Sharpening the edge in a niche interior market

Celebrating 40 years of being in business, Kensington Glass Arts decided it was time to upgrade its old Tamglass furnace to Glaston’s RC350. The deal-clinching factor was Glaston’s agreement to get the new furnace installed, commissioned and running saleable tempered glass in just three weeks. With his
exceptional ability to orchestrate teamwork, David Stone, CEO of Kensington Glass Arts, coached the joint teams into completing this nearly impossible schedule on time.

“Instead of buying new equipment, we got a used Tamglass along with new CNC and polishing equipment in 2002. After using the old furnace for 15 years, it was a clear priority on our list to upgrade,” David explains. “The market has improved over the past five years. So, we have had our eyes set on upgrading how we fabricate glass, as this area offers us the biggest growth potential.”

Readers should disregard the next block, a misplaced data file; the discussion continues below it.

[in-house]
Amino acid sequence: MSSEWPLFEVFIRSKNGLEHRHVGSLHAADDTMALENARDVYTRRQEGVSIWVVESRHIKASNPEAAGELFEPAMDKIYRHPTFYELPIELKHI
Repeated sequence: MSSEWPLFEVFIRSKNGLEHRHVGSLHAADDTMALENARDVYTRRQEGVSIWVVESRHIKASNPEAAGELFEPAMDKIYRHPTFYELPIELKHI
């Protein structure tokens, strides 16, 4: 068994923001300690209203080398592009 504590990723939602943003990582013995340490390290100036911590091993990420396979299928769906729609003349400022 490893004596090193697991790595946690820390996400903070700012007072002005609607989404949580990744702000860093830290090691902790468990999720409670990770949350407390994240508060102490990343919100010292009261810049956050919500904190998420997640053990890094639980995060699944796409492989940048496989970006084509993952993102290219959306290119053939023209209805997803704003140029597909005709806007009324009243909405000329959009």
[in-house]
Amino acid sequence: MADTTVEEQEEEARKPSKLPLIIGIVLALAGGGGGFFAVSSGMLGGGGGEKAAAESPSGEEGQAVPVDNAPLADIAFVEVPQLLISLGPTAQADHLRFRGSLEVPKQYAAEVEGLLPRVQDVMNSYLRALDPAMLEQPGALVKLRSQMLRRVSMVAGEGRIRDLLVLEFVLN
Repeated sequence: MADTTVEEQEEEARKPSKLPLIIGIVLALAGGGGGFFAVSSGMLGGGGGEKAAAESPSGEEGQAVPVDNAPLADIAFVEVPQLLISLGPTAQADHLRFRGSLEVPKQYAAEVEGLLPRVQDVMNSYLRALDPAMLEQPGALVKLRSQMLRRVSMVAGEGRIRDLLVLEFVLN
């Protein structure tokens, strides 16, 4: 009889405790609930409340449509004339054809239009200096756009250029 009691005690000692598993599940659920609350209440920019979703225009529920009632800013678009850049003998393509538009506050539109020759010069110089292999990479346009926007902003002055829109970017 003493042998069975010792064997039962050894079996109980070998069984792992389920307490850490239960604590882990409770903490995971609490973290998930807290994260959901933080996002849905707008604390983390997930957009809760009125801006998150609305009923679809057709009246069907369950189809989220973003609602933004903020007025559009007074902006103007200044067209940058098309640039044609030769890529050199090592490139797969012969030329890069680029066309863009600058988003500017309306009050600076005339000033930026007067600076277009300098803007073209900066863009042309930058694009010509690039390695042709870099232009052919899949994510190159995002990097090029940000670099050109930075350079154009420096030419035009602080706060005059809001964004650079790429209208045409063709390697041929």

David had been tracking manufacturers of tempering furnaces for a number of years. He also visited the top international glass shows.

“We reached out to several manufacturers to find out how long it would take them to deliver a new tempering furnace, what all would be involved, and what would be the costs and process. We stipulated that the new furnace had to be up and running in three weeks from the time that the delivery crates arrived. The ultimate challenge, I guess,” David smiles.

“Since I was already predisposed to liking Glaston, I listened to all they agreed on – and was convinced by their confidence in being able to help us make the deadline,” he says.

“In the end, it all went well, because everyone did their best to pull together. By June 12, the new furnace was producing glass, exactly three weeks to the day,” David says with a smile – exactly what Glaston promised. “The entire project worked because we were all on board fully to get it done.”

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Kensington Glass Art USA chooses Glaston RC350 glass tempering furnace